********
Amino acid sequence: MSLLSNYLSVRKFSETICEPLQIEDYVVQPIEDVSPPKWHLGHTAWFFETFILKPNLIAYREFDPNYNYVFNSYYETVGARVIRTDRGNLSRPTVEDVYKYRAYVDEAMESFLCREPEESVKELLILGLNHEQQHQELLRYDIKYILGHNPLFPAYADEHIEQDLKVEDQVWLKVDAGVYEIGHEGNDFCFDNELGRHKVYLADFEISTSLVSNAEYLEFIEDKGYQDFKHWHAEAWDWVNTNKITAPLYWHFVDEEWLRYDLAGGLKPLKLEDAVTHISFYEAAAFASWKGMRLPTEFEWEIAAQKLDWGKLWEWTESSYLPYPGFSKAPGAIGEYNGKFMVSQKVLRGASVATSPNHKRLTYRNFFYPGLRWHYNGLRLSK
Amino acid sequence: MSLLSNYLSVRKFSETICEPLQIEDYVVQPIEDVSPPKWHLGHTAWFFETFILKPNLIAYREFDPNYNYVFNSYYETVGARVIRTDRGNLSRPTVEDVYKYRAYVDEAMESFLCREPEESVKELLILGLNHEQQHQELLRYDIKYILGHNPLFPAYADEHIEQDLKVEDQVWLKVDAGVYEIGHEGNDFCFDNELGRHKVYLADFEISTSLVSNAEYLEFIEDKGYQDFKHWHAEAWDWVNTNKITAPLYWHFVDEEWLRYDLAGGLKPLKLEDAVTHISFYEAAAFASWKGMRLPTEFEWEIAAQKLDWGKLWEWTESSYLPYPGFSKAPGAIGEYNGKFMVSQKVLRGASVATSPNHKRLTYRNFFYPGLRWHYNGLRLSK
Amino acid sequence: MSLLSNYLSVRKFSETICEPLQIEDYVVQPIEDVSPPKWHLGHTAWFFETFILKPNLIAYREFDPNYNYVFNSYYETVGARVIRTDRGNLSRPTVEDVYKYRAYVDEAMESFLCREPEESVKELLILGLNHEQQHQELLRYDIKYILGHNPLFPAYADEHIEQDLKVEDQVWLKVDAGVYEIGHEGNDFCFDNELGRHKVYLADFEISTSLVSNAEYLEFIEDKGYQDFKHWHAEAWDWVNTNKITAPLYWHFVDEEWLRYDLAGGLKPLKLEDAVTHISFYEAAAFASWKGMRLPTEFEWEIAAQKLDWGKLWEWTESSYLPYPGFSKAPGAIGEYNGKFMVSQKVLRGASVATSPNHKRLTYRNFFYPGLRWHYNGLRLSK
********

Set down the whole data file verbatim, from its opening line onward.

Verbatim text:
Amino acid sequence: MSLLSNYLSVRKFSETICEPLQIEDYVVQPIEDVSPPKWHLGHTAWFFETFILKPNLIAYREFDPNYNYVFNSYYETVGARVIRTDRGNLSRPTVEDVYKYRAYVDEAMESFLCREPEESVKELLILGLNHEQQHQELLRYDIKYILGHNPLFPAYADEHIEQDLKVEDQVWLKVDAGVYEIGHEGNDFCFDNELGRHKVYLADFEISTSLVSNAEYLEFIEDKGYQDFKHWHAEAWDWVNTNKITAPLYWHFVDEEWLRYDLAGGLKPLKLEDAVTHISFYEAAAFASWKGMRLPTEFEWEIAAQKLDWGKLWEWTESSYLPYPGFSKAPGAIGEYNGKFMVSQKVLRGASVATSPNHKRLTYRNFFYPGLRWHYNGLRLSK
Amino acid sequence: MSLLSNYLSVRKFSETICEPLQIEDYVVQPIEDVSPPKWHLGHTAWFFETFILKPNLIAYREFDPNYNYVFNSYYETVGARVIRTDRGNLSRPTVEDVYKYRAYVDEAMESFLCREPEESVKELLILGLNHEQQHQELLRYDIKYILGHNPLFPAYADEHIEQDLKVEDQVWLKVDAGVYEIGHEGNDFCFDNELGRHKVYLADFEISTSLVSNAEYLEFIEDKGYQDFKHWHAEAWDWVNTNKITAPLYWHFVDEEWLRYDLAGGLKPLKLEDAVTHISFYEAAAFASWKGMRLPTEFEWEIAAQKLDWGKLWEWTESSYLPYPGFSKAPGAIGEYNGKFMVSQKVLRGASVATSPNHKRLTYRNFFYPGLRWHYNGLRLSK
Amino acid sequence: MSLLSNYLSVRKFSETICEPLQIEDYVVQPIEDVSPPKWHLGHTAWFFETFILKPNLIAYREFDPNYNYVFNSYYETVGARVIRTDRGNLSRPTVEDVYKYRAYVDEAMESFLCREPEESVKELLILGLNHEQQHQELLRYDIKYILGHNPLFPAYADEHIEQDLKVEDQVWLKVDAGVYEIGHEGNDFCFDNELGRHKVYLADFEISTSLVSNAEYLEFIEDKGYQDFKHWHAEAWDWVNTNKITAPLYWHFVDEEWLRYDLAGGLKPLKLEDAVTHISFYEAAAFASWKGMRLPTEFEWEIAAQKLDWGKLWEWTESSYLPYPGFSKAPGAIGEYNGKFMVSQKVLRGASVATSPNHKRLTYRNFFYPGLRWHYNGLRLSK